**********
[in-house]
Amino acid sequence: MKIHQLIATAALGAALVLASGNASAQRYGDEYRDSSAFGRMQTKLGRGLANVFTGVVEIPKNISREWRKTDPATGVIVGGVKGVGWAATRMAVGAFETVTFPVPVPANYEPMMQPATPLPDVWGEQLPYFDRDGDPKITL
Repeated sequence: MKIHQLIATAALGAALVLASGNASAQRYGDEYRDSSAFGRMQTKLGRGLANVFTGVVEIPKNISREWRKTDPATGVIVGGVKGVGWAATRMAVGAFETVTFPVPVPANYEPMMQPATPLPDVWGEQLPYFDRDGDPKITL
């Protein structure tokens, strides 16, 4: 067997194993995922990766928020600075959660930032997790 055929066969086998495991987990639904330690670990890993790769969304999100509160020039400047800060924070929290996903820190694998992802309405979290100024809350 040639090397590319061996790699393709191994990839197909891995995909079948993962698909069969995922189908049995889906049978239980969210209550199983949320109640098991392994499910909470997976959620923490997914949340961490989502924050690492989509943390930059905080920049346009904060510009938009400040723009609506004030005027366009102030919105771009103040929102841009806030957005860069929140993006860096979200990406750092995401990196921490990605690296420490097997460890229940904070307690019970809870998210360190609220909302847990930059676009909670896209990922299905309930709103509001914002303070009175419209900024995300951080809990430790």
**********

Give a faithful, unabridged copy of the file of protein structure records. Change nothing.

[in-house]
Amino acid sequence: MKIHQLIATAALGAALVLASGNASAQRYGDEYRDSSAFGRMQTKLGRGLANVFTGVVEIPKNISREWRKTDPATGVIVGGVKGVGWAATRMAVGAFETVTFPVPVPANYEPMMQPATPLPDVWGEQLPYFDRDGDPKITL
Repeated sequence: MKIHQLIATAALGAALVLASGNASAQRYGDEYRDSSAFGRMQTKLGRGLANVFTGVVEIPKNISREWRKTDPATGVIVGGVKGVGWAATRMAVGAFETVTFPVPVPANYEPMMQPATPLPDVWGEQLPYFDRDGDPKITL
């Protein structure tokens, strides 16, 4: 067997194993995922990766928020600075959660930032997790 055929066969086998495991987990639904330690670990890993790769969304999100509160020039400047800060924070929290996903820190694998992802309405979290100024809350 040639090397590319061996790699393709191994990839197909891995995909079948993962698909069969995922189908049995889906049978239980969210209550199983949320109640098991392994499910909470997976959620923490997914949340961490989502924050690492989509943390930059905080920049346009904060510009938009400040723009609506004030005027366009102030919105771009103040929102841009806030957005860069929140993006860096979200990406750092995401990196921490990605690296420490097997460890229940904070307690019970809870998210360190609220909302847990930059676009909670896209990922299905309930709103509001914002303070009175419209900024995300951080809990430790």